Taylor Swift Sets New Norms for Artists

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Taylor Swift just signed a new record deal that will likely influence the ways in which other artists negotiate with labels. On November 19, the 28-year-old megastar, said goodbye to her longtime label Big Machine Records, and partnered with Universal Music Group’s (“UMG”) Republic Records. Big Machine, based in Nashville, Tennessee, has released all of Swift’s albums since she was 16-years-old.

Artists sign new record deals all the time, so what is all the hype surrounding Swift’s move to UMG? As part of her new agreement, Swift will maintain ownership of all future master-recording rights. This means she will own the copyright on the records of any music she makes from now on – a major victory in an ownership-driven industry. By owning the copyright, Swift will also hold control over where her music is used.

Swift not only negotiated for her own benefit– she bargained (successfully) on behalf of all artists. As part of her contract, Swift made it a condition that if Universal sells its Spotify shares, it must distribute some of the money from that sale to all artists it represents – and this will be non-recoupable (i.e., the payout will not go against the artists’ royalties or advances). UMG owns an estimated 3.5 percent stake in Spotify, which is estimated to be worth $850 million. It has yet to sell any of it shares.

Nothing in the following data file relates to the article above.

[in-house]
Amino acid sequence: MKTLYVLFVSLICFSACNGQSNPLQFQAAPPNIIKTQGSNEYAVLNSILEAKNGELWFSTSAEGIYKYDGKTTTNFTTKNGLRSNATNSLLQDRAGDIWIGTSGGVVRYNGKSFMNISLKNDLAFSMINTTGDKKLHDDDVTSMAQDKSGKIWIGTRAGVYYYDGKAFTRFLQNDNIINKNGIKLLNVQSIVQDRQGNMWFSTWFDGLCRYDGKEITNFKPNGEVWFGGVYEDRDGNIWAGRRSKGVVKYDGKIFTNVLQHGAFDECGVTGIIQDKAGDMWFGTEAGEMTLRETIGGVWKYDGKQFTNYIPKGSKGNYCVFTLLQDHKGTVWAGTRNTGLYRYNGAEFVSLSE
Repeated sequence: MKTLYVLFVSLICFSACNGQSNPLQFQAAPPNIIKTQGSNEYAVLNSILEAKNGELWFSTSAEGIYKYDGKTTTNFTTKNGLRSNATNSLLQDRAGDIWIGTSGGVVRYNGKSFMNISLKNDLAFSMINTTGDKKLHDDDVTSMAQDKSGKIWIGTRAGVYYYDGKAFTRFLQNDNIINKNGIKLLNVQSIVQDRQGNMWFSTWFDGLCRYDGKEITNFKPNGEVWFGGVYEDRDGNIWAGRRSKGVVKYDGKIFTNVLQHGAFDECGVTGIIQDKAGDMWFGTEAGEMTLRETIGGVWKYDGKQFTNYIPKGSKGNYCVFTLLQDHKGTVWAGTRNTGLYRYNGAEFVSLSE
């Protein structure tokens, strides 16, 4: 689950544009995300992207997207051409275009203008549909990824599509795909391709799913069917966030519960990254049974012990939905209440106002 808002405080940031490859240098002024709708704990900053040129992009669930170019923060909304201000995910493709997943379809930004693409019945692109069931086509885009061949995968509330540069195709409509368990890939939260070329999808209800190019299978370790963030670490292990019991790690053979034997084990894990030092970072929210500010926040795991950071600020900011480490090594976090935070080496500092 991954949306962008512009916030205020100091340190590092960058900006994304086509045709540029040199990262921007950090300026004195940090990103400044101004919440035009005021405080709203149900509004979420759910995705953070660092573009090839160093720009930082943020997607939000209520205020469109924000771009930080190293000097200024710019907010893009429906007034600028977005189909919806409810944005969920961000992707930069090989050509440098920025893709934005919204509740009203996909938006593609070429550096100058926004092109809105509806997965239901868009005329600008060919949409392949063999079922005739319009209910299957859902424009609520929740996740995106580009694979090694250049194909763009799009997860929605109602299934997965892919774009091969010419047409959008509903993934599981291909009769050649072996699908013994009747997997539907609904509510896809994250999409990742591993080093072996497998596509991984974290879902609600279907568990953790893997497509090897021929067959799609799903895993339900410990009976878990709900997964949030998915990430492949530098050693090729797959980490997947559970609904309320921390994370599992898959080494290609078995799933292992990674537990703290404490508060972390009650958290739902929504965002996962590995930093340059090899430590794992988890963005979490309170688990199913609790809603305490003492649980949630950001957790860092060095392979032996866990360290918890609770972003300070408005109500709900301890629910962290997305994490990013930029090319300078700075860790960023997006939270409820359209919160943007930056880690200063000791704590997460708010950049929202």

While the deal is a huge win for Swift, she is not stopping there. Billboard reported that what Swift wants most is to regain ownership of her first six albums. Those six albums all belong to Big Machine, and nothing in Swift’s new contract changes those ownership rights. However, there are ways Swift can reclaim ownership. One is if UMG buys Big Machine, which is on the market for $300-$350 million. Swift could also partner with investors to buy the label herself. According to Billboard’s calculations, Swift’s share of Big Machine’s U.S. sales and streaming activity ranges from the 21.2 percent of the label’s total in 2016 to the 56.6 percent she had in 2015. In 2017, she comprised 41.2 percent and so far this year, her sales and streaming account for 34.1 percent.

Speaking about the contract, Swift stated on Tumblr that “[UMG has] generously agreed to this, at what they believe will be much better terms than paid out previously by other major labels. I see this as a sign that we are headed toward positive change for creators — a goal I’m never going to stop trying to help achieve, in whatever ways I can.”

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